This coming Shabbat is Shabbat Shekalim. This is either the last Shabbat in the month of Shevat or coincides with Shabbat in years where Rosh Chodesh Adar falls on Shabbat.

On this Sabbath a special maftir reading of Exodus 30:11-16 occurs to remind us that in the days of the Temple, the annual half-shekel Temple tax was collected during the month of Adar. It is around this time that the story of the shekel in the fish’s mouth from Matthew 17:24-17 took place, thus allowing both Peter and Yeshua to pay the half-shekel tax.

In addition to an extra reading from the Torah, there is a special haftarah reading from 2 Kings 12:1(11:21)-12:17(16). The setting of this haftarah is that Jehoash was king of Israel and he realized that the Temple was in disarray. With the help of the priesthood he came up with a plan:

And Jehoash said to the priests, “All the money of the dedicated gifts that are brought into the house of the LORD—each man’s census money, each man’s assessment money—and all the money that a man purposes in his heart to bring into the house of the LORD, let the priests take it themselves, each from his constituency; and let them repair the damages of the temple, wherever any dilapidation is found.” (2 Kings 12:4-5)

This obviously fits into the theme of Shabbat Shekalim since the money is being collected for the upkeep of the Temple the same way the Temple tax was. Not long afterward, enough funds are collected to begin the repairs:

Whenever they saw that there was a large amount of money in the chest, the royal secretary and the high priest came, counted the money that had been brought into the temple of the LORD and put it into bags. When the amount had been determined, they gave the money to the men appointed to supervise the work on the temple. With it they paid those who worked on the temple of the LORD—the carpenters and builders, the masons and stonecutters. They purchased timber and blocks of dressed stone for the repair of the temple of the LORD and met all the other expenses of restoring the temple. The money brought into the temple was not spent for making silver basins, wick trimmers, sprinkling bowls, trumpets or any other articles of gold or silver for the temple of the LORD. (2 Kings 12:10-13)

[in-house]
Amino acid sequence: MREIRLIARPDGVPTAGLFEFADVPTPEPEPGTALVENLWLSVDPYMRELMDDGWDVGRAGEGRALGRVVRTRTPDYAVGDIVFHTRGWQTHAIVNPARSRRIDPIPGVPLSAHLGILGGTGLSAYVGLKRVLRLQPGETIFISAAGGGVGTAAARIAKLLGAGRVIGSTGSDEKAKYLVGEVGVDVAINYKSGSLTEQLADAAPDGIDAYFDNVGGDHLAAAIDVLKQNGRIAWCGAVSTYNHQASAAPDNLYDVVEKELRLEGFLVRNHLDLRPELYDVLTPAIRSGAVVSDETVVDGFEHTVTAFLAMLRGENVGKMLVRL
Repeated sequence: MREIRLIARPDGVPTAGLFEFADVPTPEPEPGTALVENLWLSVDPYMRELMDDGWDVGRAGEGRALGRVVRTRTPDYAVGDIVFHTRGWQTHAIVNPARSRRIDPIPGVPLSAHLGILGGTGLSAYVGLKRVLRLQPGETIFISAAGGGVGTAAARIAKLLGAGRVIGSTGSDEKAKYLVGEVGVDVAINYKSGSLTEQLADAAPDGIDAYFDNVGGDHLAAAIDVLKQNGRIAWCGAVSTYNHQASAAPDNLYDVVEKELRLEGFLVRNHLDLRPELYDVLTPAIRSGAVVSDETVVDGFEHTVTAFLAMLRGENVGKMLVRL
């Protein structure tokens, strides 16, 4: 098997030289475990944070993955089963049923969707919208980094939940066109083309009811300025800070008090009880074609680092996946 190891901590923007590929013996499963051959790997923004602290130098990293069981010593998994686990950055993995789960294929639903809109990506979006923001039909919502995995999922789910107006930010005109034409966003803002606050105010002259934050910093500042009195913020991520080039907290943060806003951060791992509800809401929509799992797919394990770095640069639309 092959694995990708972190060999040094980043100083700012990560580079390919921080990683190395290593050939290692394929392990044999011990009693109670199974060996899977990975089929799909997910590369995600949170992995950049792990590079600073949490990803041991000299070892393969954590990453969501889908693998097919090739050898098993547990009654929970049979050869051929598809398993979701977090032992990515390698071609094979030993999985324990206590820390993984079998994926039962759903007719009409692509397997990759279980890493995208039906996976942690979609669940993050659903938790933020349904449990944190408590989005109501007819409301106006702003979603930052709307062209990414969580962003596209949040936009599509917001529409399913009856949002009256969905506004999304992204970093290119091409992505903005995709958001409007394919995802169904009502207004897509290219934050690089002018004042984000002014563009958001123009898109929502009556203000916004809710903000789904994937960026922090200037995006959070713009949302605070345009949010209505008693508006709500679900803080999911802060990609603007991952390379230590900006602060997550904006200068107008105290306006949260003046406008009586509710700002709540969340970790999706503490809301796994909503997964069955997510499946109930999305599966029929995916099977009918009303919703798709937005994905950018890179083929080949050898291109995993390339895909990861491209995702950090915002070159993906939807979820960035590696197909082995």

So after the money was counted, they bagged it and presumably tagged it as designated for the workers only. It was then delivered. Torah Club: Voice of the Prophets points out that what is remarkable is that “they did not require a system of accounting from the contractors because the workers conducted themselves with such scrupulous integrity.” [1] The Midrash comments:

“Moreover, they did not require an accounting from the men into whose hand they gave the money to pay to those who did the work, for they dealt faithfully” (2 Kings 12:15). This refers to the generation of Joash, “For they dealt faithfully.” Our Rabbis taught: A person entrusted with the Temple treasury was not to enter the treasury wearing garments with folds or felt shoes (in which he could conceal objects) lest he someday became rich and people would assume that he stole from the Temple treasury. Every man must be above suspicion among his fellows just as he must be morally clean in the sight of God, as it says [in Numbers 32:22], “You shall … be free of obligation toward the LORD and toward Israel.” (Exodus Rabbah 51:2)

So while Shabbat Shekalim reminds us of the Temple and to earnestly pray for it’s rebuilding, it is also a time to remember the mitzvah of financial integrity. May we strive for such levels of faithfulness and integrity in not only our workplaces and congregations but also in our personal lives. Our goal should be to be nothing short of living beyond reproach.

  1. D. Thomas Lancaster, Torah Club: Depths of the Torah (Marshfield, MO: First Fruits of Zion, 2013), B7.